On leaving, the knight was disgusted to find that the whole head had not been taken, and, on the pretext that he had left his gauntlet behind, a companion regained admittance to the church, while the knight again kept the monk in charge in conversation at the door. Dalmatius went to the chest behind the altar where the relic had been kept, stole the remainder, went out, mounted his horse and rode away. The head was placed with pious joy in the chapel of his house. He returned, disguised, some days after to the church, in order, as he pretended, to do reverence to the relic—in order really to ascertain that he had taken the right head, for there had been two in the chest. He was informed that the head of St. Clement had been stolen. Then, being satisfied as to its authenticity, he took a vow that he would give the relic to the Church of Cluny in case he should arrive safely. He embarked. The devil, from jealousy, sent a hurricane, but the tears and prayers before the relic defeated him, and the knight arrived safely home. The monks of Cluny received the precious treasure with every demonstration of reverent joy, and in the fullest confidence that they had secured the perpetual intercession of St. Clement on behalf of themselves and those who did honor to his head. The relics most sought after were those which related to the events mentioned in the New Testament, especially to the infancy, life, and passion of Christ, and to the saints popular in the West.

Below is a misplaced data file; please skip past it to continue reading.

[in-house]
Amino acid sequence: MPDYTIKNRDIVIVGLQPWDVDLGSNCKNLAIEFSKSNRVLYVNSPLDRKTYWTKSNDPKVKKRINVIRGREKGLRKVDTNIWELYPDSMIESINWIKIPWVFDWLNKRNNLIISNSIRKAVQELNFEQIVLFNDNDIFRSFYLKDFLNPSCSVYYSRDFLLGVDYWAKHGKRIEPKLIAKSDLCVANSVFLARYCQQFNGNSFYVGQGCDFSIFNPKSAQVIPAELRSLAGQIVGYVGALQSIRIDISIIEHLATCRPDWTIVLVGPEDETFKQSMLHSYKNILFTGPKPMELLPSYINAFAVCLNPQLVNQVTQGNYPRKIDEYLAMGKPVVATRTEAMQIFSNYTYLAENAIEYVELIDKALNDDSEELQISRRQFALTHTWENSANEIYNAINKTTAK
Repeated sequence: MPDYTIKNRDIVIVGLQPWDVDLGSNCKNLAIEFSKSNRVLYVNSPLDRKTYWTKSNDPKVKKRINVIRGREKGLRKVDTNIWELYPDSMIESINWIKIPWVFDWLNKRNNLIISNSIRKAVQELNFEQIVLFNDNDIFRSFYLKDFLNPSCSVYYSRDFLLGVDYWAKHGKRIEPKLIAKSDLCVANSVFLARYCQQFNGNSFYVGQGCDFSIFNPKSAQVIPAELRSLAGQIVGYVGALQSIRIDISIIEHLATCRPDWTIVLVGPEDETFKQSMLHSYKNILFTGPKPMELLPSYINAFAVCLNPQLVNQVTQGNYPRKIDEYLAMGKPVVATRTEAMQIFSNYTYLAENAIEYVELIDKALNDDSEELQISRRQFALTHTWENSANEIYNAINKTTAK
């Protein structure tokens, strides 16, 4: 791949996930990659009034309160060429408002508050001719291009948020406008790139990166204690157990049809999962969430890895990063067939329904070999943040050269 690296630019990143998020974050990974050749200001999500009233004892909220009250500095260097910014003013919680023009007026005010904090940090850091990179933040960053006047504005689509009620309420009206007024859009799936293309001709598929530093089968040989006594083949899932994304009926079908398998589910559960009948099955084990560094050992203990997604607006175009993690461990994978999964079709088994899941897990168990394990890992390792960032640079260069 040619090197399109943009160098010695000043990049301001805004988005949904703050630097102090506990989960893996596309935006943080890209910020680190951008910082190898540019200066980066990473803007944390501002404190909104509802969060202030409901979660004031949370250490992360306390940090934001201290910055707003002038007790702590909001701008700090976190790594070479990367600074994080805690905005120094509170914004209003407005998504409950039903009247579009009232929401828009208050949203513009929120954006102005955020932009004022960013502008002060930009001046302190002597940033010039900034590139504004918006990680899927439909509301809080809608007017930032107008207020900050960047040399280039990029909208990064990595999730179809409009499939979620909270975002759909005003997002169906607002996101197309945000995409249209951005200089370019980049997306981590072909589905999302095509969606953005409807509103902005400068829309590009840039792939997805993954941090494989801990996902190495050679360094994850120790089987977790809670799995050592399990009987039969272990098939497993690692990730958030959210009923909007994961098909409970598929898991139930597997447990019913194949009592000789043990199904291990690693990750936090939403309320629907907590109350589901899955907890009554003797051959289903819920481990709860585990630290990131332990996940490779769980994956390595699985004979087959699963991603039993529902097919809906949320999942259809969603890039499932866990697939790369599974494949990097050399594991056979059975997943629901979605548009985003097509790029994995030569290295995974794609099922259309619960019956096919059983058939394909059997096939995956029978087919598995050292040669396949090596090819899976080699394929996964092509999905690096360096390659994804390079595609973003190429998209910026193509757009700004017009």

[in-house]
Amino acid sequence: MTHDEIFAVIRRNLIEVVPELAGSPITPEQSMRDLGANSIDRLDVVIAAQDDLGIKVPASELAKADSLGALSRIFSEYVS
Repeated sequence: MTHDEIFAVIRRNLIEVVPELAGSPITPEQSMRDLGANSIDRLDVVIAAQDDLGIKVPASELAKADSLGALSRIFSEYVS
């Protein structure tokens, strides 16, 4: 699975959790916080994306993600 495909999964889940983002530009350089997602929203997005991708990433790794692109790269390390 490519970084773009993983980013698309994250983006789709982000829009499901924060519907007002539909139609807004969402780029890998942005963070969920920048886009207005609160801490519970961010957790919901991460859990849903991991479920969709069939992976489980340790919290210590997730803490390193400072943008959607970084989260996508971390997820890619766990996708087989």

In the years which followed the conquest Latin priests were sent to Constantinople from France, Flanders, and Italy, to take charge of the churches in the city. These priests appear to have been great hunters after relics. Thus it came to pass that there was scarcely an important church or monastery in most Western countries which did not possess some share of the spoil which came from Constantinople.
For some years the demand for relics seemed to be insatiable, and caused fresh supplies to be forthcoming to an almost unlimited extent. The new relics, equally with the old, were certified in due form to be what they professed to be. Documents, duly attested and full of detailed evidence—sometimes, doubtless, manufactured for the occasion—easily satisfied those to whom it was of importance to possess certified relics, and throughout the West the demand for relics which might bring profit to their possessors continued to increase. At length the Church deemed it necessary to put a stop to the supply, and especially to that of the apocryphal and legendary acts which testified to their authenticity, and in 1215 the fourth Lateran council judged it necessary to make a decree enjoining the bishops to take means to prevent pilgrims from being deceived.
ITS FOUNDATION AND FALL
W.J. BRODRIBB AND SIR WALTER BESANT